Is Taking a Loan Against Your Social Security Benefits a Reasonable Option When You are Out of Work?
Q: Recently I read about a stimulus proposal that would allow people who are out of work to access $5,000 of Social Security benefits in advance, in exchange for waiting a few months longer to get benefits when people retire later. Could you explain what was proposed and how it would work?
A: The Washington Post has reported that “Senior White House economic officials are exploring a proposal floated by two conservative scholars that would allow Americans to choose to receive Social Security checks up to $5,000 in exchange for a delay of their Social Security benefits.” The proposal by Andrew G. Biggs of the American Enterprise Institute, and Joshua Rauh of the Hoover Institution, has been put forward as another way to get more money to Americans hard hit by the coronavirus recession.
With many still needing help, some Members of Congress are concerned about the high price tag of simply sending out another round of stimulus checks. The $5,000 would be considered a “loan,” and both the $5,000 plus interest would have to be repaid when people file a claim for benefits, even years or decades later. The proposal would make people repay their own Social Security benefits.
While some stories have reported that the advances could be paid off in about three months before benefits start, that statement does not accurately represent the size of accrued interest, which — depending on the amount of interest charged, and the length of time before a claim is filed for benefits — could be in the thousands of dollars.
In addition, the proposal is not clear about the permanent benefit reductions that could occur. Under current law, Social Security benefits are reduced up to 30% for claiming benefits prior to full retirement age, which is rising for people born in 1955 and thereafter. The longer people can wait (up to age 70) the more they will receive in benefits. However, if they have an outstanding loan with interest that’s accruing, there would be pressure to start benefits sooner than one otherwise would.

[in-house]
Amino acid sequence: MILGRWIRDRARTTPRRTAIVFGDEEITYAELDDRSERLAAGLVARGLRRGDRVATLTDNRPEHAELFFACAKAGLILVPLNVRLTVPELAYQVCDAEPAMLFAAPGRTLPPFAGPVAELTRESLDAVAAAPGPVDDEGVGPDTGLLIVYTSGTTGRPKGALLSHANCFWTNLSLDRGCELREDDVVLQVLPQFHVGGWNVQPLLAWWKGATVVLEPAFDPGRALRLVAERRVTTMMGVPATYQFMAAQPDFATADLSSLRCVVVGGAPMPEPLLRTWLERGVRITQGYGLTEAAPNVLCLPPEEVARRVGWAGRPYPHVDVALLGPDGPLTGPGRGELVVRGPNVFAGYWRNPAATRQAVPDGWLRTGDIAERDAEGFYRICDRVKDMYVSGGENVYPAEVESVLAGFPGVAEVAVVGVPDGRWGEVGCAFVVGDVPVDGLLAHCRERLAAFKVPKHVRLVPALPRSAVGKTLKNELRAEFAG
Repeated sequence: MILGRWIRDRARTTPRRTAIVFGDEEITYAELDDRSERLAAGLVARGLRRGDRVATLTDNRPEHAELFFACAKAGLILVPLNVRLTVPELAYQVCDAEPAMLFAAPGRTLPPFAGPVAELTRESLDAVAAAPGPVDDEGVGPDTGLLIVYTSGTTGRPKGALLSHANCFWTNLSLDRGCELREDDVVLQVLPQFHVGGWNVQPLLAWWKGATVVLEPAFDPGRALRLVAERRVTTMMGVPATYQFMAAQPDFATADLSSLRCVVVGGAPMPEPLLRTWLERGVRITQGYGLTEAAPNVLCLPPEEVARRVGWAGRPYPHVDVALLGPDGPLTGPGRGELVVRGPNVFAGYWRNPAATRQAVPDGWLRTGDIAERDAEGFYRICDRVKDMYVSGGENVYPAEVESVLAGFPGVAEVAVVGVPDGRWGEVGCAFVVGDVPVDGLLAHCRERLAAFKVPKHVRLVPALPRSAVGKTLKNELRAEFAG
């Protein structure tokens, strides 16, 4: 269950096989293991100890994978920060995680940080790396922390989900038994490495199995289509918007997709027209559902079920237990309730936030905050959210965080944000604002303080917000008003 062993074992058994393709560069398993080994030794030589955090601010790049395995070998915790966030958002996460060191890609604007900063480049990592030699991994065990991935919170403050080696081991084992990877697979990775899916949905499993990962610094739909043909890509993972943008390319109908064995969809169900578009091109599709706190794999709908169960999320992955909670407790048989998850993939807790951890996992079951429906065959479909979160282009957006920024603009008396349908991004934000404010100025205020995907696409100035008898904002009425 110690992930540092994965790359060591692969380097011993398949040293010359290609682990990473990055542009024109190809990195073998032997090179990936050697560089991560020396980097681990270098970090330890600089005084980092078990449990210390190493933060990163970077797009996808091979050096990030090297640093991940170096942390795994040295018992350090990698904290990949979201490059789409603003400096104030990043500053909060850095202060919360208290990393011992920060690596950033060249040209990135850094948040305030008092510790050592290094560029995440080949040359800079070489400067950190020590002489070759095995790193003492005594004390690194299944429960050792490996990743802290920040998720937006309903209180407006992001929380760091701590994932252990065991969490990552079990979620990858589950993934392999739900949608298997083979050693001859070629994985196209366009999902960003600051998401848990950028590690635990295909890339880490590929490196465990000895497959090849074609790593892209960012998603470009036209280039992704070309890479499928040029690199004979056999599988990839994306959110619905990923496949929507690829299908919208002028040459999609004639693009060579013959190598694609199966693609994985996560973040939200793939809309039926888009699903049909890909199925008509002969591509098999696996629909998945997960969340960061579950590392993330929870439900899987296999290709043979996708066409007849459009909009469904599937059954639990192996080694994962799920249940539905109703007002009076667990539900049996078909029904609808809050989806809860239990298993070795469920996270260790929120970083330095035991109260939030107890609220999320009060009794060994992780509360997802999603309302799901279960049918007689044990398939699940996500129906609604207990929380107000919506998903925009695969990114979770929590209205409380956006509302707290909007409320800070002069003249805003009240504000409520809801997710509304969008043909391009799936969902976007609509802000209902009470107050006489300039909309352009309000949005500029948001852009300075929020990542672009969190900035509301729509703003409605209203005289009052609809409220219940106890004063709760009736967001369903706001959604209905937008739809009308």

But the biggest issue is that the $5,000 loans would use revenues needed to pay the benefits of current retirees. These “advances” against future benefits would siphon tax revenues out of the Social Security Trust Fund and hasten insolvency. Once the Social Security Trust Funds are depleted, by law, benefits would be reduced around 23% to adjust to payroll tax revenues.
TSCL believes this is a bad idea all the way around. It would be very costly way to borrow money, and it puts your future benefits at risk by siphoning funds out of the Social Security Trust Fund.
Source: “Top White House Advisors, Unlike Their Boss, Increasingly Worry Stimulus Spending is Costing Too Much,” Jeff Stein, Josh Dawsey and John Hudson, The Washington Post, May 10, 2020. “Funding Direct Payment to Americans Through Social Security Deferral,” Andrew G. Biggs, and Joshua Rauh, April 19, 2020.